Author Topic: v2 reentry question  (Read 4067 times)

Offline Hoonte

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v2 reentry question
« on: 08/29/2008 11:12 AM »
How did the v2 delivered their 'payload' to London.
Was the reentry temperature not high enough to 'melt' the nosecone or did they used somekind of heatshield?

Offline Jim

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Re: v2 reentry question
« Reply #1 on: 08/29/2008 11:25 AM »
The V2 was a short range missile and didn't even go into the hypersonic range

Offline Hoonte

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Re: v2 reentry question
« Reply #2 on: 08/29/2008 01:30 PM »
1,600 m/s is still an impressive speed. I don't know what kind of temperatures that wil give.. Short range has very little to do with it. (redstone) so maybe someone can inform me if 1,600 m/s (5760 km/h) should require a special nosecone or was this never an issue on the v2?

Offline Jim

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Re: v2 reentry question
« Reply #3 on: 08/29/2008 03:17 PM »
1,600 m/s is still an impressive speed. I don't know what kind of temperatures that wil give.. Short range has very little to do with it. (redstone) so maybe someone can inform me if 1,600 m/s (5760 km/h) should require a special nosecone or was this never an issue on the v2?

Range has everything to do with it.
Range is proportional to velocity, hence a short range bombardment missile is going to have relatively low velocity.  1600 m/s is under Mach 5 and it wasn't sustained for very long.  It didn't require a special nose cone.  It was the same material as the rest of the vehicle.

http://www.grc.nasa.gov/WWW/BGH/stagtmp.html

Anyways, what does Redstone have to do with it.  It was short range and it had low velocity for bombardment missile.  If you are trying to relate it to the Mercury capsules, then that is worng because those capsules didn't actually need a heat shield.
« Last Edit: 08/29/2008 03:25 PM by Jim »

Offline Swatch

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Re: v2 reentry question
« Reply #4 on: 08/30/2008 02:01 AM »
And before anyone posts questioning Jim on what he meant by Mercury capsules didn't need heat shields...



See that mass of crap under the capsule?  That's the sub-orbital Mercury heatshieldsink.  That mess is a pile of beryllium oxide was once what handled the heat of reentry.  It was replaced on the orbital Mercury capsules with a standard ablator to handle the higher temps associated with orbital return.  That swap saved tons of weight but Mercury actually was considered for possible reusability with the heat sink on it (ironic huh?)... not that it was ever planned that way for manned flights.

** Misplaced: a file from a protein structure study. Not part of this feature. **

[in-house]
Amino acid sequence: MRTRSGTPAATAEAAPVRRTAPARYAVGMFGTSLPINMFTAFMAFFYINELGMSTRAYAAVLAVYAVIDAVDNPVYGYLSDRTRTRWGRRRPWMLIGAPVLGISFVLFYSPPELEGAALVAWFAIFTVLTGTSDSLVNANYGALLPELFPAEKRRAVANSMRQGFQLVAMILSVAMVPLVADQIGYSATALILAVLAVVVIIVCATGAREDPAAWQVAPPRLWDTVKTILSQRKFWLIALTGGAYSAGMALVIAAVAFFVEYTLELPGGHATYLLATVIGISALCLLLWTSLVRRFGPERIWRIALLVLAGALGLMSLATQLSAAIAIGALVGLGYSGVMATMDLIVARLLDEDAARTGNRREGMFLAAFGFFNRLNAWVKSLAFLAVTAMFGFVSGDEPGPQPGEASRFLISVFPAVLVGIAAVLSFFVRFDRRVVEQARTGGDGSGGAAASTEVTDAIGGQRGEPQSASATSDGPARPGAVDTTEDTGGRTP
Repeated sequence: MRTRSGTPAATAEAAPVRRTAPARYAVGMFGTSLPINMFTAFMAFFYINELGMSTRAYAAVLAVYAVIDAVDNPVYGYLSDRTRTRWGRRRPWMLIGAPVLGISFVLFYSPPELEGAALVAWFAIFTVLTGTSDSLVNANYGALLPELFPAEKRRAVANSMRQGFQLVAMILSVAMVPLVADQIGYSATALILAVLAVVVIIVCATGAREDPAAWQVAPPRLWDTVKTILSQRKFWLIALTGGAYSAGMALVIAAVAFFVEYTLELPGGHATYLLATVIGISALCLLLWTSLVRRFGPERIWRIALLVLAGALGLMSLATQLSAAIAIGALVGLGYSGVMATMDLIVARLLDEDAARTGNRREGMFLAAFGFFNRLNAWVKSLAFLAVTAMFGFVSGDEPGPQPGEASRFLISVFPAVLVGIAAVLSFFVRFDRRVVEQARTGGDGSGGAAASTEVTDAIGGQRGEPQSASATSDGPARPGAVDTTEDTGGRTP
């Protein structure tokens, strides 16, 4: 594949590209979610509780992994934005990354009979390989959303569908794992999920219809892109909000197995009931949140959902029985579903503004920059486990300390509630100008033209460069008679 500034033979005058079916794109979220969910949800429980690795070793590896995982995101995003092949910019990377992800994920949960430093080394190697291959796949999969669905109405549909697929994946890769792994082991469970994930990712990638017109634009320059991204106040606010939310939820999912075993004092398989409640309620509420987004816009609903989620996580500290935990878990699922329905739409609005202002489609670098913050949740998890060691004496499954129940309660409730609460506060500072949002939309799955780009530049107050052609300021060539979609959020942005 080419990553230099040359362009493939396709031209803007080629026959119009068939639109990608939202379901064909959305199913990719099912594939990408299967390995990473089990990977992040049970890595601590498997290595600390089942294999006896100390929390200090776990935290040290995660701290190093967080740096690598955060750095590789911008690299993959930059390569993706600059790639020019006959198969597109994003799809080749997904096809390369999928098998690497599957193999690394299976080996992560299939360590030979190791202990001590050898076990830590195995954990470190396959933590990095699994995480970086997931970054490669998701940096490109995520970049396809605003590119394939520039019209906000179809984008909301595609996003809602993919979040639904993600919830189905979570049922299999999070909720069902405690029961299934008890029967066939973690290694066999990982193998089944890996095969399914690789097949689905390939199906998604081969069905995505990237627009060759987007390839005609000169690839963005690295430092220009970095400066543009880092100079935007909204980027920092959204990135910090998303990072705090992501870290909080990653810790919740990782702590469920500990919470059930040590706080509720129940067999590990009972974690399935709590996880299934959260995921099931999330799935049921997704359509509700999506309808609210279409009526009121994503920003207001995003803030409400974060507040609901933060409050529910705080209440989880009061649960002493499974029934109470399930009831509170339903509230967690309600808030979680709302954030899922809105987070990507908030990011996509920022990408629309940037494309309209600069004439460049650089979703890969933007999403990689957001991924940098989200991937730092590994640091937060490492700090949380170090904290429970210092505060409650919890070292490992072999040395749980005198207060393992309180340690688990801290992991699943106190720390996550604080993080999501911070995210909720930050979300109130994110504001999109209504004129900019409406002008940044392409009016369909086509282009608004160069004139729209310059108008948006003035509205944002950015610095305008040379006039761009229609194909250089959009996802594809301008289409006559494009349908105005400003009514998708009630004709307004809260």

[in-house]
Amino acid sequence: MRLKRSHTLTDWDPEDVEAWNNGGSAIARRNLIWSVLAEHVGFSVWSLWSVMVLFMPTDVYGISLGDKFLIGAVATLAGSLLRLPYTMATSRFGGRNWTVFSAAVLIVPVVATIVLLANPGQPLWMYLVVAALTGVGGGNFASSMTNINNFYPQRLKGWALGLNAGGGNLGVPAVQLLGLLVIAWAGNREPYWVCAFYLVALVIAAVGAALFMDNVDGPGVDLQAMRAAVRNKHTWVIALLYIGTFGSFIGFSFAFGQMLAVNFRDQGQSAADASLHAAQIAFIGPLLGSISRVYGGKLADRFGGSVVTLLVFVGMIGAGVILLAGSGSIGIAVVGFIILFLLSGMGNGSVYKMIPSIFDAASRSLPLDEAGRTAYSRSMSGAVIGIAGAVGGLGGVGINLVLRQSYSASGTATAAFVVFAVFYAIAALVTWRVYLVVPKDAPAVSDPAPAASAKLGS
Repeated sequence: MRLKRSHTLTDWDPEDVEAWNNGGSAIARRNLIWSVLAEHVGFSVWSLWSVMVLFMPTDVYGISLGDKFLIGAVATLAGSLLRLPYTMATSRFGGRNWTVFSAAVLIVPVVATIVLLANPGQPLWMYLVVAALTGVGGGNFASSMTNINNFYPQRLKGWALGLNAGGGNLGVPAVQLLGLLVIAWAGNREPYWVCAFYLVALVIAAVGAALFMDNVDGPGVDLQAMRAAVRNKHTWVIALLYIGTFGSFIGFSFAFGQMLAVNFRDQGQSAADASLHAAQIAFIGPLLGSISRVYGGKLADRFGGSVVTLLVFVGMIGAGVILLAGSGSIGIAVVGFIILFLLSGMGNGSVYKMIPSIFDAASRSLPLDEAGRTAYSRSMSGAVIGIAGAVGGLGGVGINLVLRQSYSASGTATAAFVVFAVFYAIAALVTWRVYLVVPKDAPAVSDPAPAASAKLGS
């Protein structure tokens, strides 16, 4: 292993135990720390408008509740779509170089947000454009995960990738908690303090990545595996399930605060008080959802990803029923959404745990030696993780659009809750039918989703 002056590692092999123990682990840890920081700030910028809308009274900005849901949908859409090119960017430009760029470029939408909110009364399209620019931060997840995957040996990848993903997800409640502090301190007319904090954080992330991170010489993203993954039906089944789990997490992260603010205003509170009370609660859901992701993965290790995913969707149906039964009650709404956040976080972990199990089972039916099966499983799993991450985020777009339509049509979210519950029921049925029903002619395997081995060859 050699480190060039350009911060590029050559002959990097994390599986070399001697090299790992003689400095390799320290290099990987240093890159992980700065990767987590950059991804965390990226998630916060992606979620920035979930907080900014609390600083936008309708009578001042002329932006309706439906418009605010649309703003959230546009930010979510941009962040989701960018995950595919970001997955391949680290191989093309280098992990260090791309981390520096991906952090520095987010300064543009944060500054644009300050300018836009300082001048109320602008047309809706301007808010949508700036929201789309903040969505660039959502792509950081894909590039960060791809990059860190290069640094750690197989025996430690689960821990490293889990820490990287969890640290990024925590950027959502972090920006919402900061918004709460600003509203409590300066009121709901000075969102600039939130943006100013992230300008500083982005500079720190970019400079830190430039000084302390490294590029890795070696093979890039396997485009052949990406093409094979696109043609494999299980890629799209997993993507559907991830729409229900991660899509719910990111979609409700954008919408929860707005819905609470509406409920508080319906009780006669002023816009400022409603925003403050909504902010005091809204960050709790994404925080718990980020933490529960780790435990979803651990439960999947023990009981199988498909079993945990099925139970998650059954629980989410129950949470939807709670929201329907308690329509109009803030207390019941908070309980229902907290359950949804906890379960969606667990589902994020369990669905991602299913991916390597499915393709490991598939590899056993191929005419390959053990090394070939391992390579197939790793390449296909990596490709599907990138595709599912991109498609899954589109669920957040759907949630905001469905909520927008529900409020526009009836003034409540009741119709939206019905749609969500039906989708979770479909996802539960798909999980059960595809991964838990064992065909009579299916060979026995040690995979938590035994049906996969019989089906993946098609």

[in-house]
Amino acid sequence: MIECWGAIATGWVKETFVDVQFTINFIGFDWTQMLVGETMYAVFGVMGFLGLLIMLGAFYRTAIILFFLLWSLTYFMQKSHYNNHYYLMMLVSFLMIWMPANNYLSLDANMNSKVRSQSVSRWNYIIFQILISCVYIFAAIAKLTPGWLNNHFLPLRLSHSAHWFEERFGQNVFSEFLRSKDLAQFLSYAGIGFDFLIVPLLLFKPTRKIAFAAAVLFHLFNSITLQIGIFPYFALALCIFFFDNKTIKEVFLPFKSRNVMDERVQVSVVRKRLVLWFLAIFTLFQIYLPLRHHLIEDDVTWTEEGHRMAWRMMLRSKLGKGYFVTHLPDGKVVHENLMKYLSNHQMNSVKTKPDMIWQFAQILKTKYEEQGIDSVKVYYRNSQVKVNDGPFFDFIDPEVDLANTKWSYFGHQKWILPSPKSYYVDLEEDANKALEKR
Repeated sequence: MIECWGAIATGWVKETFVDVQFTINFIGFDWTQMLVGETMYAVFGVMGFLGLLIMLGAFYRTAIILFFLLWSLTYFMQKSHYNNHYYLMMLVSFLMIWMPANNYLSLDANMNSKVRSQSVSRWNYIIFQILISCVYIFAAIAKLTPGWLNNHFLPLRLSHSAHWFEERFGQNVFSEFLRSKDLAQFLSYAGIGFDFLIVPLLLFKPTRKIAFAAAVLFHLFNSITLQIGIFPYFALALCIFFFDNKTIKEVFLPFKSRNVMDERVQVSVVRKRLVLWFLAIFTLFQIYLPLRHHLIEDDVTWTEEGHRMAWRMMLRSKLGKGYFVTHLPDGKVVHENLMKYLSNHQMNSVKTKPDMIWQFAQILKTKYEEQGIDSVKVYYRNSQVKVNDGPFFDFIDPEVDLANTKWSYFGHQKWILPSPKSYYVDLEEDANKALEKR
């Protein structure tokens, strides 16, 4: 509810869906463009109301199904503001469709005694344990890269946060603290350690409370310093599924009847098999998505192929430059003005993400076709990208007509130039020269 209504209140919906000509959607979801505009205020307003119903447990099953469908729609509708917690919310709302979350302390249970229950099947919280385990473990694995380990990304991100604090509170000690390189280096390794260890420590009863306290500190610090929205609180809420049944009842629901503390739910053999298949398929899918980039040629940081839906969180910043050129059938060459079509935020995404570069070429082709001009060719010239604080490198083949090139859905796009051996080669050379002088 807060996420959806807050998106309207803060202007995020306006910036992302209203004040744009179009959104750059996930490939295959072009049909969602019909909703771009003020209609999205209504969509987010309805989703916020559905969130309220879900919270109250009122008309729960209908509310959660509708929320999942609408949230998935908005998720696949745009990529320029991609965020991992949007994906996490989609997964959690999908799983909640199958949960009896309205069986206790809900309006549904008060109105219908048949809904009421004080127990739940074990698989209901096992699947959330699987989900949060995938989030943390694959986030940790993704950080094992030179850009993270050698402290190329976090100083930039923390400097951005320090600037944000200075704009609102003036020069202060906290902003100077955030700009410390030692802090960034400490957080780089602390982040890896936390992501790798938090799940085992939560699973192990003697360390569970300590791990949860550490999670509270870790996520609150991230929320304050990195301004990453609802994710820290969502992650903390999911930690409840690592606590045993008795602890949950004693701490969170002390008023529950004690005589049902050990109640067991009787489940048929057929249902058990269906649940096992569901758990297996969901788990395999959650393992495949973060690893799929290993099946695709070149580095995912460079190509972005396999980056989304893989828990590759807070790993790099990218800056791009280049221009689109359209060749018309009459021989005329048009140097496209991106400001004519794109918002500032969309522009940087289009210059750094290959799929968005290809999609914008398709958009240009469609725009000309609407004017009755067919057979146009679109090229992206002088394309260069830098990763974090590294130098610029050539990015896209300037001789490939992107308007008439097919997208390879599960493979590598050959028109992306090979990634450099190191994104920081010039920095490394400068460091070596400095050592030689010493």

Also... an interesting write up on it. 

http://www.zianet.com/leverett/mercury.htm
« Last Edit: 08/30/2008 02:03 AM by Swatch »
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Offline Patchouli

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Re: v2 reentry question
« Reply #5 on: 08/30/2008 04:51 AM »
Many V2 warheads did explode during reentry the Germans dealt with this by switching to a rather insensitive explosive.

They used Amatol for the high explosive in the V2 which could handle some heat before becoming unstable the stuff would melt first before breaking down.
 
I got this from a book on the V2 by Steven Zaloga  called New Vanguard the V-2 Ballistic Missile 1942-52 it's a very good book on the subject.

BTW many later US warheads also used a beryllium heatsink type heat shield.

It's still technically a heat shield since it protects the warhead from the heat pulse that would other wise set off the HE or cook the electronics and it also radiates much of the heat back into the atmosphere.

The ablative heat shield might not have worked at all for sub orbital mercury missions since they might not have gotten hot enough for pyrolysis to occur.

Here's an entry that lists advantages and disadvantages of various thermo protection systems.

http://en.wikipedia.org/wiki/Atmospheric_reentry#Thermal_protection_systems

Tags: v2 reentry